Some like it hot

Tonight I am happy to host my former student, Ben Rotstein. Ben is currently doing a postdoc at Harvard Medical School. I caught up with Ben in Boston a couple of weeks ago and was really glad that he agreed to write a guest post about his research, which I find not only fascinating, but also very applicable in the real world. Here is what Ben wrote:

“As my time conducting graduate research in Andrei’s lab was coming to an end, I was considering what sort of work I wanted to do in a postdoc and the idea of translational research, where I could apply the skills I had developed in organic chemistry to problems in other fields, strongly appealed to me. It’s no wonder then that I leapt at the opportunity to join Dr. Neil Vasdev’s nascent radiochemistry group in Boston, despite at the time having little familiarity with radioactivity or positron emission tomography (PET). Fortunately, Neil and my colleagues here took the time to teach me about these things, and I can now tell you about some exciting work that we have recently published.

Carbon-11 along with fluorine-18 is a mainstay of PET radioisotopes suitable for small molecule labeling. With a half-life of only about 20.4 minutes, any radiochemistry using this isotope is a bit of a race against the clock, especially if there is an imaging study planned for the product. Most radiolabeling with carbon-11 uses [11C]methyl iodide or triflate to make methyl ethers, esters, amines, or sulfides. These are all multistep processes, since one usually takes [11C]carbon dioxide from the cyclotron, reduces it to [11C]methane, and then converts that to [11C]methyl iodide. (The square brackets stand for “no-carrier-added”, which means we do not add any nonradioactive CO2 to the process, though there is always some present anyway.) Our group tries to develop chemical methodologies to use [11C]CO2 directly from the cyclotron for labeling, without resorting to strong organometallic bases such as Grignard reagents or alkyllithiums. These methods avoid inefficient chemical transformations of our radioactive reagents and also allow us to label a wider range of functional groups, particularly carbonyls. You can see a review we published on this last year at the link below.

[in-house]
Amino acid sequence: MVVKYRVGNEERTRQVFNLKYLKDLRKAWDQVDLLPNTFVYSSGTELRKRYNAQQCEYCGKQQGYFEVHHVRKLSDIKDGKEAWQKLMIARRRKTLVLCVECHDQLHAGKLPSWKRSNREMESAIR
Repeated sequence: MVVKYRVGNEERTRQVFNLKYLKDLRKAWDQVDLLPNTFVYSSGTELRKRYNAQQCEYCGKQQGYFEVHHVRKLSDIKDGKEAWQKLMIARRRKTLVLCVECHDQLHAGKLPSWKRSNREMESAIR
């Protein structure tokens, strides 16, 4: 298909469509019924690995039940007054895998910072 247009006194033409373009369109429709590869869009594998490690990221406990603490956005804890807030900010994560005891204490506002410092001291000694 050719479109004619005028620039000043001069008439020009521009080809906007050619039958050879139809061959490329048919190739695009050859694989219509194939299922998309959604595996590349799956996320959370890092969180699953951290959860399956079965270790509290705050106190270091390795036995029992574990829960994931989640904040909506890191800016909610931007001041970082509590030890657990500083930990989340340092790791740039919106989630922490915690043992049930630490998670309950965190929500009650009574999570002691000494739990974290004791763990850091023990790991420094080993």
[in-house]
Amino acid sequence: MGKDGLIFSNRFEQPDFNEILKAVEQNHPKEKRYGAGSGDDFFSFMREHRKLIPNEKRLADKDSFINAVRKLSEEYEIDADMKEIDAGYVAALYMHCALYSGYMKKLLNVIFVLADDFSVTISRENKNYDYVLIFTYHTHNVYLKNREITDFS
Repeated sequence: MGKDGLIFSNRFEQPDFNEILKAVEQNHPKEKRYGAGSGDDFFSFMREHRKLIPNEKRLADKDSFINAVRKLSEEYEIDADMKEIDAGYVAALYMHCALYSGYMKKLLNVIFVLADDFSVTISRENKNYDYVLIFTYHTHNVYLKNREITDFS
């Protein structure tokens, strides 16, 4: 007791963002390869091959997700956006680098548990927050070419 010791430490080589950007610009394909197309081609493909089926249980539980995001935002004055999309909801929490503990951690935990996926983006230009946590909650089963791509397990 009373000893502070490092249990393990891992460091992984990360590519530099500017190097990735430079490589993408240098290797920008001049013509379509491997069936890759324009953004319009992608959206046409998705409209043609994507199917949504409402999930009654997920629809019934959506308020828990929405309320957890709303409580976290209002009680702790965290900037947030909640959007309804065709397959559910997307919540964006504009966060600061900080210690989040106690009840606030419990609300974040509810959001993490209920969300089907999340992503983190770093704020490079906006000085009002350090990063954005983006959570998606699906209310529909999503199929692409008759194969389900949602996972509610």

Our most recent contribution in this field uses a copper-mediated reaction for C-11C bond formation starting from [11C]CO2 and an aryl boronic ester to produce aryl carboxylic acids. It is important to note some of the differences between radiochemistry and “cold” chemistry with CO2. While many metal-catalyzed CO2-fixation reactions have been developed, most of them are run at high pressure. With [11C]CO2, this is not very easily done, since when we “scale-up” we are still working with well under 1 nanomole of 11CO2. We also need to have efficient trapping of [11C]CO2 in solution so the choice of an appropriate base that is also compatible with the labeling reaction is essential. What’s more, since the entire process should be done quickly and we prefer automation to “hands-on” manipulations, our purification usually consists of semipreparative HPLC and solid-phase extraction. We need these to be efficient and to limit the total mass of stuff used in the reaction. A good radiolabeling reaction is only part of the battle and does not necessarily amount to a practical method that can be used for PET imaging.

The molecule we chose to label is an approved retinoid drug called bexarotene. About two years ago, bexarotene was shown to clear cerebral amyloid plaques in a mouse model of Alzheimer’s disease by activating APOE. This represents an intriguing mechanism to exploit towards therapies for dementia. Accordingly, some families suffering from dementia rushed to get the drug for off-label use, and a clinical trial is also planned. However, it has not been established that bexarotene can cross the human blood-brain barrier, and the highly lipophilic structure suggests that passive permeability would be unlikely. For our study, copper-mediated [11C]CO2-fixation allowed us to prepare [11C]bexarotene suitable for PET imaging to evaluate drug biodistribution. You can find more details in our paper at the link below.”


Leave a Reply

Fill in your details below or click an icon to log in: Logo

You are commenting using your account. Log Out / Change )

Twitter picture

You are commenting using your Twitter account. Log Out / Change )

Facebook photo

You are commenting using your Facebook account. Log Out / Change )

Google+ photo

You are commenting using your Google+ account. Log Out / Change )

Connecting to %s